Explainer: the wild storms that lash Australia’s east coast
Over the past 24 hours, the Sydney, Central Coast, and Hunter regions of New South Wales have experienced very heavy rain, gale-force winds with gusts over 100 km per hour, and waves of more than 10 m in height. For Sydney it was the wettest single day since February 2002, with 119.4 mm of rain recorded in the 24 hours to 9 am on April 21. Meanwhile, Tocal in the Hunter Valley recorded more than 100 mm in a single hour. Sadly, three deaths have been reported from flash flooding at Dungog. So, what’s causing all this rain?
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Beyond capitalism and socialism: could a new economic approach save the planet?
To avoid social, environmental and economic collapse, the world needs to move beyond the standard choices of capitalism or socialism. That’s the conclusion of a new report released Wednesday by US think tank Capital Institute. The non-partisan think tank argues that both systems are unsustainable, even if flawlessly executed, and that economists need to look to the “hard science of holism” to debunk outdated views held by both the left and the right. Jan Smuts, who coined the term “holism” in his 1926 book, Holism and Evolution, defined it as the “tendency in nature to form wholes that are greater than the sum of the parts”.
New café in Melbourne’s west embraces sustainable living
The latest café to open in Melbourne’s culturally diverse suburb of Footscray is inspired by more than just good food and coffee. Made of shipping containers with a large outdoor area, sprawling herb garden and 20,000-litre water tank, Rudimentary is just as much about creating a sustainable community space. Three Australians in their late 20s and early 30s, Desmond Huynh, Lieu Trieu and Michael Ngo, are behind the new business, which opened about a month ago.
Spike in Uber passengers after company capitalises on taxi driver strike in Perth
A protest against ride sharing company Uber by taxi drivers in Perth has backfired, according to the company’s West Australian head. More than 200 taxi drivers staged a protest outside Parliament House yesterday to call for action against Uber, which the taxi industry claims is breaching the law. In WA, any vehicle carrying passengers for a fee must be licensed as a taxi or an omnibus. However, Uber capitalised on the taxi driver strike by offering new customers a free ride.
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Nestlé USA Announces Factories Now Landfill-Free
Nestlé USA, best known for its water, coffee and chocolate products, has announced a milestone: Effective today, all of its U.S.-based factories are now landfill-free. In 2014, Nestle Global announced that 15 percent of its factories worldwide (72 in total) had attained zero-landfill status, exceeding its target for 2015. The addition of U.S. manufacturing centers to this list is part of the company’s global effort to retool the way it handles waste and product manufacturing.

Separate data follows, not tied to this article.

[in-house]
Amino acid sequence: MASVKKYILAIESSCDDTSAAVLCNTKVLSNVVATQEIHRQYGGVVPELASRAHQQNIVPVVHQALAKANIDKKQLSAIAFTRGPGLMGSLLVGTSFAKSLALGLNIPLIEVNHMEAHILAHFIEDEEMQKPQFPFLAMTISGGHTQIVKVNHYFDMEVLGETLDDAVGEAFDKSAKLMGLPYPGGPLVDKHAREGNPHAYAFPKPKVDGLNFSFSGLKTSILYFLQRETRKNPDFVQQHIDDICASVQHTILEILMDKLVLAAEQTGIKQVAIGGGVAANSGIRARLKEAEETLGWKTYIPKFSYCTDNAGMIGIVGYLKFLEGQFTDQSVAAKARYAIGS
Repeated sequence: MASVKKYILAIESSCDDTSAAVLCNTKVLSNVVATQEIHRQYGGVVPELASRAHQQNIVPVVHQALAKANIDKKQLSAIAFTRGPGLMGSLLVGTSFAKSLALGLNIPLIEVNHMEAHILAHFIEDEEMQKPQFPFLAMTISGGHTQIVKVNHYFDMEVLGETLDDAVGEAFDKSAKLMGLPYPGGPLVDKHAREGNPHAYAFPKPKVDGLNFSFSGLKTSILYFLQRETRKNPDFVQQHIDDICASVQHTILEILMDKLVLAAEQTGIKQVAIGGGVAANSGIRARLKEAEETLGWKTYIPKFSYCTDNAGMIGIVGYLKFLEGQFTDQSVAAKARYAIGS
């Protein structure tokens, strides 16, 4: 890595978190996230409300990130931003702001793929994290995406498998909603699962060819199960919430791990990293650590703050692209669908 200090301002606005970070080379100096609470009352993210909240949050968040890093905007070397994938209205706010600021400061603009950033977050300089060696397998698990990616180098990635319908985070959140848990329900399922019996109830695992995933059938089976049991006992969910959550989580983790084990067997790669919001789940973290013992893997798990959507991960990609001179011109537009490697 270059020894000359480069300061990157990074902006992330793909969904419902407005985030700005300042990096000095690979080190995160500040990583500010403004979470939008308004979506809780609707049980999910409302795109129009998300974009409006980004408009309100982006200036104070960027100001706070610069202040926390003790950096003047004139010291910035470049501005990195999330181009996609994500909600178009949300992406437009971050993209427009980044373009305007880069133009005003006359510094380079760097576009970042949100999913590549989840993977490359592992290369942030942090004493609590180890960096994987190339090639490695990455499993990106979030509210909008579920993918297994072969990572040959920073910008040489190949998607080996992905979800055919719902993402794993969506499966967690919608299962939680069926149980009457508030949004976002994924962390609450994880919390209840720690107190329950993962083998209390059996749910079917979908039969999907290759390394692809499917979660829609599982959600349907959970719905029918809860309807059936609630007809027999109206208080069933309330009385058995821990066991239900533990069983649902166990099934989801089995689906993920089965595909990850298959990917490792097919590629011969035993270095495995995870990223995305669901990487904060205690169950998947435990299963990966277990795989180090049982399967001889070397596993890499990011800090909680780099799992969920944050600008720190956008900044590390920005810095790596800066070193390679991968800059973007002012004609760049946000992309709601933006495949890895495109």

Eliminating the Food-to-Landfill Pipeline
While solving food waste at the root of production is a concern many agriculturalists, engineers and scientists are looking to solve, behavioral change at the consumer and commercial levels can be the key to significantly decreasing the amount of compostable food waste sent to the landfill by both households and businesses globally. BigGreen.co.uk is a leading expert in recycling and waste disposal for businesses of all kinds. Its independent company, based in Britain, is heavily calling for legislation in the U.K.’s upcoming May elections to urge officials to make commercial recycling a requirement.
http://brittnet.se/?signatyra=bin%C3%A4ra-optioner-nyb%C3%B6rjare&bb3=2f Politics and Society
Earth Day quiz: tried the Google Doodle version? Now try the Guardian’s
Today’s Earth Day is marked with a Google Doodle quiz that asks ‘which animal are you?’. Nevermind which animal you are though – can you successfully answer all the questions in our climate change-themed quiz?
Bjorn Lomborg centre: leaked documents cast doubt on Abbott government claims
It was the Abbott government’s original idea for the University of Western Australia to host a think tank created by the “sceptical environmentalist” Bjorn Lomborg, according to leaked talking points. The government will provide $4 million over four years to bring Dr Lomborg’s Copenhagen Consensus Centre methodology to Australia at a new centre within the University of Western Australia (UWA) business school. In the talking points, obtained by Fairfax Media, UWA says it does not plan to spend any money on the centre and that it believes government funding will largely cover its cost. The government has previously stated that UWA would also contribute to the centre and that the government is contributing only a third of its estimated cost.
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Sustainable Construction Technologies to Save the Earth
With green building becoming a critical part of today’s world, more and more new construction technologies are being developed to keep up with this escalating shift to sustainability. From maximizing the use of renewable resources to minimizing carbon footprint, whether in constructing a new sustainable building or greening existing infrastructure, these seven construction technologies aim to save the planet.
TripAdvisor now lists green Aussie accommodation
TripAdvisor has extended its GreenLeaders program to Australia and New Zealand, allowing users to search for hotels and B&Bs with environmentally friendly practices. The program, developed in consultation with the United Nations Environment Program, Ecotourism Australia and EarthCheck, now lists over 8000 properties worldwide – 170 in Australia and NZ. The GreenLeaders badge will be displayed on a property’s listing page, with users able to check green practices from linen and towel re-use, recycling and composting to solar panels, electric car charging stations and green roofs.
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McDonald’s to axe deforestation from its global supply chain
On Tuesday, global fast food giant McDonald’s pledged to end deforestation across its entire supply chain. The announcement follows recent similar pledges by Dunkin’ Donuts, Krispy Kreme, Yum Brands and many others. But the World Wildlife Fund, which advised McDonald’s on its new commitment, said it could have big influence on other fast food chains. But tackling deforestation has proven vastly complex, and with tens of thousands of franchises, the company faces super-sized challenges to meeting its goals.